He is now known largely, I suppose, for the Religio Medici (1643), but he also wrote the great Urne Buriall (1658) and other works well worth perusal. As an essayist, he is, in my humble opinion, easily the equal of Bacon or Montaigne; and he even outstrips Milton as a writer of prose. In an extreme time, he was a moderate man; the Enlightenment (just a-borning) illuminated his reason without in the least corroding or diminishing his Christian faith. May his tribe increase in our own day.
I mention him here because he knew something about the Targumim. In an earlier post I expressed some interest in finding out whether knowledge of the Targumim had a place in the equipment of the learned man at an earlier time. Of course Biblical scholars and Hebraists knew them; but what about the man who was an intellectual, but not a specialist in the Bible? Browne was by profession a doctor; yet he can write, in Letter to a Friend (1656?):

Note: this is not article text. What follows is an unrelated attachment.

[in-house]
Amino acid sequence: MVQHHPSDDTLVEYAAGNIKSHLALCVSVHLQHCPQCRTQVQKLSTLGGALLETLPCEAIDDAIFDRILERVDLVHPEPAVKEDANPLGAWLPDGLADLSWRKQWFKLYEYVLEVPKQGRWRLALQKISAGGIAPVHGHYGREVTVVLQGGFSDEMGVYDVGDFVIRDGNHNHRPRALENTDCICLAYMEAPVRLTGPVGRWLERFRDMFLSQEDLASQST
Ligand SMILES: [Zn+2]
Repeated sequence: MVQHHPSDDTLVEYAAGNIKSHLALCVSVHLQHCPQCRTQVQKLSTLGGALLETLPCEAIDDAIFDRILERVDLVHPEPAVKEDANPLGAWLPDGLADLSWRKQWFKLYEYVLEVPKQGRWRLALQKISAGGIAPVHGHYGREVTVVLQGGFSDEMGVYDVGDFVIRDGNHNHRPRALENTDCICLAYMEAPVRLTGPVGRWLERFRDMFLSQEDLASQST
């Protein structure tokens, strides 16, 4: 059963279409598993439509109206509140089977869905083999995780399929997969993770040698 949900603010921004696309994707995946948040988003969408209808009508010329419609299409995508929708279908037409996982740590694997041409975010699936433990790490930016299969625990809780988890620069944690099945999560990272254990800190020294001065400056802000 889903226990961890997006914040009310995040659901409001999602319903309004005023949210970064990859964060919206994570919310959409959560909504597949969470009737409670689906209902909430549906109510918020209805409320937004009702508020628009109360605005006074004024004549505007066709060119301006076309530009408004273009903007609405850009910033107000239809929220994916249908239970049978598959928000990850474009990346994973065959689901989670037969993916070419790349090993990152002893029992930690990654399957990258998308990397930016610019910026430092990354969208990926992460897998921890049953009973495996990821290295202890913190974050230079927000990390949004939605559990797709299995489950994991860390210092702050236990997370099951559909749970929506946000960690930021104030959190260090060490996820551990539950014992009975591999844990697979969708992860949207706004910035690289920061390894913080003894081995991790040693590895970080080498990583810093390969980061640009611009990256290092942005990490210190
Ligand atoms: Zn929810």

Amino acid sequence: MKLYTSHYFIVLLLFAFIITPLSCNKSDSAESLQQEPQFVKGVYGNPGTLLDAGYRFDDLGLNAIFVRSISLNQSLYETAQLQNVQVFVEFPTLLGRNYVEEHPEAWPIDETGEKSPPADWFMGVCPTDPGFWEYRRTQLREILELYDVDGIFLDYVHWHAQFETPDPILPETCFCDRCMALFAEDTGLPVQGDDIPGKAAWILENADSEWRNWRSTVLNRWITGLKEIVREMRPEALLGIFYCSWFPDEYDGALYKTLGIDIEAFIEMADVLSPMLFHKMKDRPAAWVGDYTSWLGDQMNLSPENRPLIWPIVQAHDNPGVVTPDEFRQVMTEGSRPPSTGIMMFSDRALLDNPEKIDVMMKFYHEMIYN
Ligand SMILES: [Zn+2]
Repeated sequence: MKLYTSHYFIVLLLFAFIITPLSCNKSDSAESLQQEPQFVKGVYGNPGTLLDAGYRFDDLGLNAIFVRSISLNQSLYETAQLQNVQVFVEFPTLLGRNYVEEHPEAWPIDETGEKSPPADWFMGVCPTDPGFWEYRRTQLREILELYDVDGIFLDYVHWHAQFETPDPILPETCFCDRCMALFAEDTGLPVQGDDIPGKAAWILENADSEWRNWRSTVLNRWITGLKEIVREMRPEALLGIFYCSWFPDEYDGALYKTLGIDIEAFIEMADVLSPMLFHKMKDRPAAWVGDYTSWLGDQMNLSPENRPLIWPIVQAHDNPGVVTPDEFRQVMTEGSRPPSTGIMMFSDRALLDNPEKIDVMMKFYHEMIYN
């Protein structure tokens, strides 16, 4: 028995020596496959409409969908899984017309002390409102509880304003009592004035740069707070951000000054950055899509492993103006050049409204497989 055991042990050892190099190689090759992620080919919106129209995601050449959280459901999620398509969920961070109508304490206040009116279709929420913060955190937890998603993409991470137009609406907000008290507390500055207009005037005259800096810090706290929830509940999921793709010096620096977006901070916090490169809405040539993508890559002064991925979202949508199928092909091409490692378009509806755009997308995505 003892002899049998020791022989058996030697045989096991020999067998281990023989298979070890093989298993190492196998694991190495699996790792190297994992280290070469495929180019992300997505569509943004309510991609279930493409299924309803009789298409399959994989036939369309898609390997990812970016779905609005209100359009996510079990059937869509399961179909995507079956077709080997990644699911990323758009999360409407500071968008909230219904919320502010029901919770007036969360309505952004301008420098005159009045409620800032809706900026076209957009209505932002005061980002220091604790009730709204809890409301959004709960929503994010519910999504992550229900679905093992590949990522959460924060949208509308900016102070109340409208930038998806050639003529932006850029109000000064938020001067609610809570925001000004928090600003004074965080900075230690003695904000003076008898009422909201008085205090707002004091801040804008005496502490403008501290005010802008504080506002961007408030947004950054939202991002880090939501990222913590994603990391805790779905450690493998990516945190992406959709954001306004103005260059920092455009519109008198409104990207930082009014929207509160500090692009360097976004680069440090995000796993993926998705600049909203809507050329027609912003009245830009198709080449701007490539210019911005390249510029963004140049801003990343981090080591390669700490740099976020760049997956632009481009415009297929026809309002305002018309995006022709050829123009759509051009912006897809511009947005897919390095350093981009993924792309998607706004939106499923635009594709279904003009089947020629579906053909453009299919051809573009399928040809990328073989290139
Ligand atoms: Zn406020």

Narrow not the Law of Charity, Equity, Mercy; joyn Gospel Righteousness with Legal Right; be not a meer Gamaliel in the Faith; but let the Sermon in the Mount be thy Targum unto the Law of Sinai.
There is much that could be said about this. There is more than a little contra Judaeos implicit in Browne's advice; hence the sharp irony of framing the Sermon on the Mount as a "targum" to the Ten Commandments. But what fascinates me, again, is that Browne could use the word "Targum" in a figurative way, and, presumably, expect to be understood. Of course, Browne was a master of much "curious learning" (as they might have said), and maybe he was just showing off. But I still want to know more about the place the Targum had in the curriculum of the 17th century intellectual.
I've found another reference in Browne's works to the Targum. I hope to blog on it soon.